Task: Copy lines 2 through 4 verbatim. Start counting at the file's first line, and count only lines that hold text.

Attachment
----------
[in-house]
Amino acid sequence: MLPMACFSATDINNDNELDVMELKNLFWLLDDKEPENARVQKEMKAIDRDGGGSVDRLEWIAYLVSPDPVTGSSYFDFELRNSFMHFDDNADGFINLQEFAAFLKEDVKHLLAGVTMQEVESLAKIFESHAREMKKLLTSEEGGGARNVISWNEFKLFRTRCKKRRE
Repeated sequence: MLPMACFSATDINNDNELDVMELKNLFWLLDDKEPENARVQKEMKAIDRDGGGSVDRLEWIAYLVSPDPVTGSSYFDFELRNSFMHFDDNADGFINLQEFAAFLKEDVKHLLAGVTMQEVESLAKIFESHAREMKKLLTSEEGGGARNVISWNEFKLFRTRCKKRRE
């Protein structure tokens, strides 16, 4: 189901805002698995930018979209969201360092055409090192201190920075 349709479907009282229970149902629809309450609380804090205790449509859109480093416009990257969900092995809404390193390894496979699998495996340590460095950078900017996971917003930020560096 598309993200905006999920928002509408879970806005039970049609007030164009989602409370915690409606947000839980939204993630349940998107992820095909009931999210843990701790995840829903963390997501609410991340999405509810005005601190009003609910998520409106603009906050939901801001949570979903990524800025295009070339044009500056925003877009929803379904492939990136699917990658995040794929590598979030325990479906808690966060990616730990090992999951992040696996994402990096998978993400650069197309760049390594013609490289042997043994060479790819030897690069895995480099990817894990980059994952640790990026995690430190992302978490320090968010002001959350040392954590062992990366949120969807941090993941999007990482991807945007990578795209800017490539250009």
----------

Amino acid sequence: MLPMACFSATDINNDNELDVMELKNLFWLLDDKEPENARVQKEMKAIDRDGGGSVDRLEWIAYLVSPDPVTGSSYFDFELRNSFMHFDDNADGFINLQEFAAFLKEDVKHLLAGVTMQEVESLAKIFESHAREMKKLLTSEEGGGARNVISWNEFKLFRTRCKKRRE
Repeated sequence: MLPMACFSATDINNDNELDVMELKNLFWLLDDKEPENARVQKEMKAIDRDGGGSVDRLEWIAYLVSPDPVTGSSYFDFELRNSFMHFDDNADGFINLQEFAAFLKEDVKHLLAGVTMQEVESLAKIFESHAREMKKLLTSEEGGGARNVISWNEFKLFRTRCKKRRE
């Protein structure tokens, strides 16, 4: 189901805002698995930018979209969201360092055409090192201190920075 349709479907009282229970149902629809309450609380804090205790449509859109480093416009990257969900092995809404390193390894496979699998495996340590460095950078900017996971917003930020560096 598309993200905006999920928002509408879970806005039970049609007030164009989602409370915690409606947000839980939204993630349940998107992820095909009931999210843990701790995840829903963390997501609410991340999405509810005005601190009003609910998520409106603009906050939901801001949570979903990524800025295009070339044009500056925003877009929803379904492939990136699917990658995040794929590598979030325990479906808690966060990616730990090992999951992040696996994402990096998978993400650069197309760049390594013609490289042997043994060479790819030897690069895995480099990817894990980059994952640790990026995690430190992302978490320090968010002001959350040392954590062992990366949120969807941090993941999007990482991807945007990578795209800017490539250009």